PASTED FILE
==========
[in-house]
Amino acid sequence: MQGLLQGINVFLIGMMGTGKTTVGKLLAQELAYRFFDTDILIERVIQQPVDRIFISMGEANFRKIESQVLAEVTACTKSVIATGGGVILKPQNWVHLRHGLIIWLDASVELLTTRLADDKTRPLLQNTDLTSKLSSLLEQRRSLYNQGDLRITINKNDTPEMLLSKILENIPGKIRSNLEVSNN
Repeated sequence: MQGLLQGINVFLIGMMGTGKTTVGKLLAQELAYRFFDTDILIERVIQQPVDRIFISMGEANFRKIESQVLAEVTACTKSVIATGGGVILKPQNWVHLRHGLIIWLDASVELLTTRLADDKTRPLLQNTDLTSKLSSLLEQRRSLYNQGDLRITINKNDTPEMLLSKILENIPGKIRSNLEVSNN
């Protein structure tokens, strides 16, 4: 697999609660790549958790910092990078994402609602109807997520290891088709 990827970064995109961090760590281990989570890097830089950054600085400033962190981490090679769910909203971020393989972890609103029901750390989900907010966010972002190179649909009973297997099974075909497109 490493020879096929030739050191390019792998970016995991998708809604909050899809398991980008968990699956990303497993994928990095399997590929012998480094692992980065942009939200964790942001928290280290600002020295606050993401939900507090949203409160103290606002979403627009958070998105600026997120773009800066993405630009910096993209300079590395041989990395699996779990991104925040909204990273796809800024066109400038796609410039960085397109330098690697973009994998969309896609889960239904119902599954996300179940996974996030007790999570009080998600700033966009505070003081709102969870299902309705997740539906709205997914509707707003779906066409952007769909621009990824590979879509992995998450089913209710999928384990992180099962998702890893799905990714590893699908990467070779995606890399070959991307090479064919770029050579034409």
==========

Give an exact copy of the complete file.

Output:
[in-house]
Amino acid sequence: MQGLLQGINVFLIGMMGTGKTTVGKLLAQELAYRFFDTDILIERVIQQPVDRIFISMGEANFRKIESQVLAEVTACTKSVIATGGGVILKPQNWVHLRHGLIIWLDASVELLTTRLADDKTRPLLQNTDLTSKLSSLLEQRRSLYNQGDLRITINKNDTPEMLLSKILENIPGKIRSNLEVSNN
Repeated sequence: MQGLLQGINVFLIGMMGTGKTTVGKLLAQELAYRFFDTDILIERVIQQPVDRIFISMGEANFRKIESQVLAEVTACTKSVIATGGGVILKPQNWVHLRHGLIIWLDASVELLTTRLADDKTRPLLQNTDLTSKLSSLLEQRRSLYNQGDLRITINKNDTPEMLLSKILENIPGKIRSNLEVSNN
């Protein structure tokens, strides 16, 4: 697999609660790549958790910092990078994402609602109807997520290891088709 990827970064995109961090760590281990989570890097830089950054600085400033962190981490090679769910909203971020393989972890609103029901750390989900907010966010972002190179649909009973297997099974075909497109 490493020879096929030739050191390019792998970016995991998708809604909050899809398991980008968990699956990303497993994928990095399997590929012998480094692992980065942009939200964790942001928290280290600002020295606050993401939900507090949203409160103290606002979403627009958070998105600026997120773009800066993405630009910096993209300079590395041989990395699996779990991104925040909204990273796809800024066109400038796609410039960085397109330098690697973009994998969309896609889960239904119902599954996300179940996974996030007790999570009080998600700033966009505070003081709102969870299902309705997740539906709205997914509707707003779906066409952007769909621009990824590979879509992995998450089913209710999928384990992180099962998702890893799905990714590893699908990467070779995606890399070959991307090479064919770029050579034409």